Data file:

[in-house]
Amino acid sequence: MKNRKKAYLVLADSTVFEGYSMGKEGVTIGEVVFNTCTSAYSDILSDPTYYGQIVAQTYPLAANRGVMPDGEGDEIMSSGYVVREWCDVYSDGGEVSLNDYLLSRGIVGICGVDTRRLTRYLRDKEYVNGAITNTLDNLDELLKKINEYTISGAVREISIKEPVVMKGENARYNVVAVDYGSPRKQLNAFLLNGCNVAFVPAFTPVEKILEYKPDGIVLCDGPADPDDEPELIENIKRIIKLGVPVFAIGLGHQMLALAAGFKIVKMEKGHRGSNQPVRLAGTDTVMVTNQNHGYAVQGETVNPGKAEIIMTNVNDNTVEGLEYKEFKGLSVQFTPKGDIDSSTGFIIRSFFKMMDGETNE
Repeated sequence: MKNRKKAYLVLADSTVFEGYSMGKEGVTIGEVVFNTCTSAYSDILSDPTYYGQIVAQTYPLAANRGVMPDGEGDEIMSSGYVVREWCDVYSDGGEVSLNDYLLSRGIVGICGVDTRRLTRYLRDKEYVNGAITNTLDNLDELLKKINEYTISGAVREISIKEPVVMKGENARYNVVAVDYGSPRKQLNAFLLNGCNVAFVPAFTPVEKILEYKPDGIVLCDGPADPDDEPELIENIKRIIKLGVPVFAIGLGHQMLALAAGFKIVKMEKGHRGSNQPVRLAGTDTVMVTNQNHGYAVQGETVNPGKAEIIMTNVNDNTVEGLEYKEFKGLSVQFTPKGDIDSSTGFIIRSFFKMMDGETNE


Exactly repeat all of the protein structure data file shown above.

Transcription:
[in-house]
Amino acid sequence: MKNRKKAYLVLADSTVFEGYSMGKEGVTIGEVVFNTCTSAYSDILSDPTYYGQIVAQTYPLAANRGVMPDGEGDEIMSSGYVVREWCDVYSDGGEVSLNDYLLSRGIVGICGVDTRRLTRYLRDKEYVNGAITNTLDNLDELLKKINEYTISGAVREISIKEPVVMKGENARYNVVAVDYGSPRKQLNAFLLNGCNVAFVPAFTPVEKILEYKPDGIVLCDGPADPDDEPELIENIKRIIKLGVPVFAIGLGHQMLALAAGFKIVKMEKGHRGSNQPVRLAGTDTVMVTNQNHGYAVQGETVNPGKAEIIMTNVNDNTVEGLEYKEFKGLSVQFTPKGDIDSSTGFIIRSFFKMMDGETNE
Repeated sequence: MKNRKKAYLVLADSTVFEGYSMGKEGVTIGEVVFNTCTSAYSDILSDPTYYGQIVAQTYPLAANRGVMPDGEGDEIMSSGYVVREWCDVYSDGGEVSLNDYLLSRGIVGICGVDTRRLTRYLRDKEYVNGAITNTLDNLDELLKKINEYTISGAVREISIKEPVVMKGENARYNVVAVDYGSPRKQLNAFLLNGCNVAFVPAFTPVEKILEYKPDGIVLCDGPADPDDEPELIENIKRIIKLGVPVFAIGLGHQMLALAAGFKIVKMEKGHRGSNQPVRLAGTDTVMVTNQNHGYAVQGETVNPGKAEIIMTNVNDNTVEGLEYKEFKGLSVQFTPKGDIDSSTGFIIRSFFKMMDGETNE